One item that was on the chopping block was the original hood-mounted tachometer. “I said, ‘No way, that’s got to stay’ and kept to my guns.” Tom said. In the end, all agreed that the customer is always right, especially in this instance. As healthy as the big engine was, G3 gave it a makeover with a full menu of new performance and cosmetic components, including a Billet Specialties Serpentine system, Doug’s headers and Lokar cables. The tranny was swapped out for a Gearstar 200R4. Suspension improvements were performed using an Art Morrison GT Sport chassis, Wilwood braking system and a Strangebuilt Ford 9-inch rear end. Progressive rate coil-over springs replaced the old blacksmith leafs. Finally, Billet Specialties wheels were selected in a modern version of “bigs and little” with 18×9 front and 20×10 in back with appropriate Michelin Pilot Sport rubber. It was designed to nicely tuck in the mini-tubs of the narrowed rear end. There was plenty of regular bodywork to perform, and then the G3 crew took to doing things to the extreme. Once the car was down to metal, issues arose. This was not unexpected. After all, we’re talking about a General Motors car built in the late-’60s. Original panels don’t last forever and new rocker panels, door skins and a roof panel were graphed in. Perfection, or as close as humanly possible, was the goal. It took a great deal of time to achieve precise body fit with consistent door, trunk and hood gaps.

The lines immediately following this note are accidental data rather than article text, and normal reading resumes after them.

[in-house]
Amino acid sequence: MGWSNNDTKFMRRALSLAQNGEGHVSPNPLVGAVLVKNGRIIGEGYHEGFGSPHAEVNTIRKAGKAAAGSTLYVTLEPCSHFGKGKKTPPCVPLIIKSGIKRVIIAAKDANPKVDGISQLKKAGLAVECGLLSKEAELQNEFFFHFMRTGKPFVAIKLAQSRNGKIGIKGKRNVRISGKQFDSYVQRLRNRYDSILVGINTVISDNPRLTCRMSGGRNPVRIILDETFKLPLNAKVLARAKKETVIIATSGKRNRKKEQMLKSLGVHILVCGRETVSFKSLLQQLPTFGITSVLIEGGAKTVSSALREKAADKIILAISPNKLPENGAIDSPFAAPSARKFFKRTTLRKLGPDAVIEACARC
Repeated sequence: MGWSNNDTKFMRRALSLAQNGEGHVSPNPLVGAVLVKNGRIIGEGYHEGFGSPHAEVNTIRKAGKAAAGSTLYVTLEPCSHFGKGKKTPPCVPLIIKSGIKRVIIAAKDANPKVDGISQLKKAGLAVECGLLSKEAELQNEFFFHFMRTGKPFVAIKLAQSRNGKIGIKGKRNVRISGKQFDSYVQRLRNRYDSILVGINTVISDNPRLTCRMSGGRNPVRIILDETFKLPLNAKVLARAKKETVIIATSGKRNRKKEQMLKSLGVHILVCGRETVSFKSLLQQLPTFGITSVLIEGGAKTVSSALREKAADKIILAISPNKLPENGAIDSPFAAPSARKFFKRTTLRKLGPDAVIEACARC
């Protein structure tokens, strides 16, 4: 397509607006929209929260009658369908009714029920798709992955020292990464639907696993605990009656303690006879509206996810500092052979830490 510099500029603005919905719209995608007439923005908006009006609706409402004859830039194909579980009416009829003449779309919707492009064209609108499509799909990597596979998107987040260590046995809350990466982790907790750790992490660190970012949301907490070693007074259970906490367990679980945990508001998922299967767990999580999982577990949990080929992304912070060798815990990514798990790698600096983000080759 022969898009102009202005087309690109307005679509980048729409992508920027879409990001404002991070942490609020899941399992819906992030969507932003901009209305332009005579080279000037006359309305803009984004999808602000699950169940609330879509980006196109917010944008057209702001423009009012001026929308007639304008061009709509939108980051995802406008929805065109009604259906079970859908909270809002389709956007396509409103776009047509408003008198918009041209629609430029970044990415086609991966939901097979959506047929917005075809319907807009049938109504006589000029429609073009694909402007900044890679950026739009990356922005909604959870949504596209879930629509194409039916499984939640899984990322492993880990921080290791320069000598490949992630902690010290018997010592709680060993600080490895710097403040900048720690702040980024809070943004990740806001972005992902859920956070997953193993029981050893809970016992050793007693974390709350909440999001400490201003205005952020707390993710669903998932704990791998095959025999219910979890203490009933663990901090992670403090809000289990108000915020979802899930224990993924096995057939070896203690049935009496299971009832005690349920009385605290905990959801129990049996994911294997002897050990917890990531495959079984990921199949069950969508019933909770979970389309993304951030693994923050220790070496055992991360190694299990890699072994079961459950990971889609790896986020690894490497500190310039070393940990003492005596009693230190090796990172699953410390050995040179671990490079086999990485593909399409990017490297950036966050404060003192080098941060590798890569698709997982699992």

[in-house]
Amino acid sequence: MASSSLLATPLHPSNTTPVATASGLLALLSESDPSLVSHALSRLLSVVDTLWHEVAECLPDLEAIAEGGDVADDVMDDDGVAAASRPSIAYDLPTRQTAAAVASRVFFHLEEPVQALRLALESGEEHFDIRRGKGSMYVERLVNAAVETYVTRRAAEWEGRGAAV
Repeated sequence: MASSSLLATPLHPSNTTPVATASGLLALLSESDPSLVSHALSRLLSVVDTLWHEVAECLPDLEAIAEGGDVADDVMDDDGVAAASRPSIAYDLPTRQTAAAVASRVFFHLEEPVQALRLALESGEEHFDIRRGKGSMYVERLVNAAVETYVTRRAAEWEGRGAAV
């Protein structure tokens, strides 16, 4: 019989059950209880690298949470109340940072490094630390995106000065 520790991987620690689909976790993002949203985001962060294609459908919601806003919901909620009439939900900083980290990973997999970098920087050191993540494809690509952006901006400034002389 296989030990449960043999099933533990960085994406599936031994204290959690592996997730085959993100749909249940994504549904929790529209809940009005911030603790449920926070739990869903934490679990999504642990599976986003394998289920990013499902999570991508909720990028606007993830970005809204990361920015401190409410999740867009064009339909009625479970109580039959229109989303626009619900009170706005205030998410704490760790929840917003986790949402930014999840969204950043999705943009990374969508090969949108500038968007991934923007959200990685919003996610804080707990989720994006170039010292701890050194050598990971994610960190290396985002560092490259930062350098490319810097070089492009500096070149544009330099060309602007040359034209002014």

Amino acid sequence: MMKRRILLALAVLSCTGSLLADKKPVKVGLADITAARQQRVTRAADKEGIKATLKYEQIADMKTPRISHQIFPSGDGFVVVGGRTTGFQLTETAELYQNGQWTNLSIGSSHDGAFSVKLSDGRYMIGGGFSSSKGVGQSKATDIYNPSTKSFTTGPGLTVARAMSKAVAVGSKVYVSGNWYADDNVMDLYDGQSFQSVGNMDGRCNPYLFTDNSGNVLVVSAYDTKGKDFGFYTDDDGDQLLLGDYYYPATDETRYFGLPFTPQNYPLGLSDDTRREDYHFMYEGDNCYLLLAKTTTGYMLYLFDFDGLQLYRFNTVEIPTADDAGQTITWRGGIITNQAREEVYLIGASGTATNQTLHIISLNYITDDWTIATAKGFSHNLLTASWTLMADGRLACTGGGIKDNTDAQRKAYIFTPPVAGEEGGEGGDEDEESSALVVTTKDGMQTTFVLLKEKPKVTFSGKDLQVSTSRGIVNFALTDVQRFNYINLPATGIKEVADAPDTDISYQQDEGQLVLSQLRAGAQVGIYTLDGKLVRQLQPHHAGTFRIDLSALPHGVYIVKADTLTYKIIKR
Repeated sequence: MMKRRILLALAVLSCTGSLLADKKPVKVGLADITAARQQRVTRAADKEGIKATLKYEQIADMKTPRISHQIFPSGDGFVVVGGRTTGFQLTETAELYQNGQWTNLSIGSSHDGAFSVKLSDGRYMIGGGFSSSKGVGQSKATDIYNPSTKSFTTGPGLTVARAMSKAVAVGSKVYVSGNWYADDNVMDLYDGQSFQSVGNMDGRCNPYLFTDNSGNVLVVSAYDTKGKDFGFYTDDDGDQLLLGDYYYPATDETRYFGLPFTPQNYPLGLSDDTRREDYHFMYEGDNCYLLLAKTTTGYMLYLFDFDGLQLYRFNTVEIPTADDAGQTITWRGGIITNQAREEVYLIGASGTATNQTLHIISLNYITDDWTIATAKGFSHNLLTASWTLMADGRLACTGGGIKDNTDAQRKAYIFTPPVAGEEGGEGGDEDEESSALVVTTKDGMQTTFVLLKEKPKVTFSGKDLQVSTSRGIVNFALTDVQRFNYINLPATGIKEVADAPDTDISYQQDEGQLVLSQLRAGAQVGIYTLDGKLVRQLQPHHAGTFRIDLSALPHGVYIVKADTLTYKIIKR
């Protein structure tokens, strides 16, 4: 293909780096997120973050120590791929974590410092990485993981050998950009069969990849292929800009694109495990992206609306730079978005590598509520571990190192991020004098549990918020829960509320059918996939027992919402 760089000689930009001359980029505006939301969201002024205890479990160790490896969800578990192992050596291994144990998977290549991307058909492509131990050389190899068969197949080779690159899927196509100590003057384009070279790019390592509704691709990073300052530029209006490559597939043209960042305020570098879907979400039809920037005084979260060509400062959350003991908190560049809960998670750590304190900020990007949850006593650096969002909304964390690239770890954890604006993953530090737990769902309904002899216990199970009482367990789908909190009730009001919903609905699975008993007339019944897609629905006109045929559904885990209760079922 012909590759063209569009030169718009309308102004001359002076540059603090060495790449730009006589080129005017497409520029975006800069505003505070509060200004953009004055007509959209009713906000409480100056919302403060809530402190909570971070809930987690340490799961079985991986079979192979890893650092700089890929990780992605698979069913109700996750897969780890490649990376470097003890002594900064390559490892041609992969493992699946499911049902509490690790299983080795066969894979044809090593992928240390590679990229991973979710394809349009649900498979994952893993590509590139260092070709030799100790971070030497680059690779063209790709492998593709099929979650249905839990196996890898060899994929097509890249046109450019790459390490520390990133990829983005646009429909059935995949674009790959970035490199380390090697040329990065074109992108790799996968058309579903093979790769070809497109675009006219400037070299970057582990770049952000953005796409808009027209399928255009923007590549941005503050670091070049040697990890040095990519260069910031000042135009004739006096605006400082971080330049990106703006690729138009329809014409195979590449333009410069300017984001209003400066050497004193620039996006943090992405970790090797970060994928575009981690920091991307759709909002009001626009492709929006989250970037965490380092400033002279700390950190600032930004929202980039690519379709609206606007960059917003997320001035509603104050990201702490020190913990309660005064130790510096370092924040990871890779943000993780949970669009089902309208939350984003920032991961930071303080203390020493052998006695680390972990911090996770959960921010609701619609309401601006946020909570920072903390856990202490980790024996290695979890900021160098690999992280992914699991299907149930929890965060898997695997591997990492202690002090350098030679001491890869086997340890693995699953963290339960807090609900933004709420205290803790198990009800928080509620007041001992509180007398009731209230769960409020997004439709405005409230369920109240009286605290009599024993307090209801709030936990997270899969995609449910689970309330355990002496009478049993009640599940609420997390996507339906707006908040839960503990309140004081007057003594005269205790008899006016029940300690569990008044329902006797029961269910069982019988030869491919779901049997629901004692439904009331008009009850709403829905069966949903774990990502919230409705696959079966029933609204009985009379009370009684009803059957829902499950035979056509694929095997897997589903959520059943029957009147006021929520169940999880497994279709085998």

When the body was straight and the fit tight, Glasurit primer was applied, sanded and applied again. The two-stage Carousel Red was sprayed and covered in clear. When the body was colorsanded and buffed, the results were stunning.
All this time, the interior panels and seats were being crafted at Weber Interiors in Minneapolis. The rich black leather with gray stitching covered the ProCar bucket seats, custom center console, kick panels and rear seat. Weber also worked its magic on the Billet Specialties steering wheel.
G3 hid all of the audio components in strategic trunk compartments. Weber then matched the look of the interior with custom panels and carpeting. When all of the interior pieces were completed, G3 laid down a foundation of Dynamat before performing a white glove installation and finished off the cabin with Speed Hut gauges, Lokar shifter, Bowler shift handle, Clayton pedals and door handles.
G3 delivered the custom Judge back to Tom two years ago. Since that time it has seen action at events from Reno to Oklahoma City. Tom insists the pristine Goat is a driver. That makes sense since Pinedale (population 2,100) isn’t exactly what anyone would call a hotbed of automotive activity.
The car’s aura attracts a great deal of attention no matter where Tom takes it. “It just seems to draw people in. Maybe it’s the color, or the details, or the overall execution, but it does create a crowd,” Tom admitted. Getting noticed is what the Judge was all about when it was introduced in 1969. Tom’s ride proves the lasting allure the GTO Judge was designed to achieve. His version, tribute or not, may be the country’s prime example of the essence and influence Pontiac once had on the American automotive market.